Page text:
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The Jorge Cantu Trade: Texas’ Perspective

The gates that opened for Chris Davis once Justin Smoak arrived in Seattle are once more closed today as the Texas Rangers have acquire Jorge Cantu for two minor league arms. Davis himself really can’t complain. He hit .188/.265/.267 in his 113 plate appearances this season. Nobody believes that represents his true talent level, but the Rangers are in the midst of a division chase. One that just saw Dan Haren join the other side of the fray.

So, the Rangers turn to Cantu. He’s hitting .259/.308/.408 this season and his projected line is .265/.320/.420. He’s not Adrian Gonzalez or even Travis Hafner, but in the short-run – which in this case is the next two months – he should be an improvement over what they had. Now given that we have about 40% of the season left and some wild things can happen in smaller sample sizes, there’s a chance Cantu has an abysmal period and misses that projected mean entirely.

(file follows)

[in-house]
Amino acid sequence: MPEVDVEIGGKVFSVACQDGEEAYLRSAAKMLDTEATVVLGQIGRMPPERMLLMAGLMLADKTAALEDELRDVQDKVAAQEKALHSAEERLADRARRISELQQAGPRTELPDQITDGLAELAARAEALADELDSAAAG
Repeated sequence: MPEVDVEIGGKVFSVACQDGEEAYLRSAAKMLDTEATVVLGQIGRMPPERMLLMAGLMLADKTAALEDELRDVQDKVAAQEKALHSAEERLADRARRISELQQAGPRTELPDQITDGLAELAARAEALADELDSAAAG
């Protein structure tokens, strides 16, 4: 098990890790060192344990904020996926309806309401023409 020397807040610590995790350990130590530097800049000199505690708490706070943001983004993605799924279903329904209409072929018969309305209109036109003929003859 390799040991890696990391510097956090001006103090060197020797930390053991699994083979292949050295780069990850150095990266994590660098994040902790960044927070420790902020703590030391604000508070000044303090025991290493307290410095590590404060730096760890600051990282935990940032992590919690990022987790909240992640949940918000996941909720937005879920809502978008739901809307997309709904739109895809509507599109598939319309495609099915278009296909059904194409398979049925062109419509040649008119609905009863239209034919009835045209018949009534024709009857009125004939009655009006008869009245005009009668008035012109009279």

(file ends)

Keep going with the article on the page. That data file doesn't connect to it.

The good – well, sort of good – news for the Rangers is that he would have to be pretty awful to match their first base production to date. Smoak, Davis, and the occasional appearance by Joaquin Arias and Ryan Garko have combined to hit .197/.296/.315 this season. OPS is hardly the best statistic for judging offensive production, but you could knock .100 points off Cantu’s current OPS and he’d still out produce the Rangers’ first base group.

The other good news is that the Ballpark in Arlington is as hitter friendly as they come. Cantu has a limited history of big first seasons with teams which is probably just a coincidence but could be construed as a sign that he might struggle with focus. He’s got the chance to reach the playoffs for the first time in his professional career and he will also reach free agency after this season. Motivation should be no thing; instead, it should be everything within him.

Don’t make the mistake of crowning Cantu as a savant, though. He is not mystically aware or knowing. He will not be reciting epics on playoff plane trips because of his own doings. The Rangers will continue to ride and die with their pitching, defense, and more relevant batters. He is simply a moderate upgrade for a probable playoff team. Nothing more or less.

(And please note that I am assuming Cantu will not play second base in Ian Kinsler’s absence. He has not played that position since 2007.)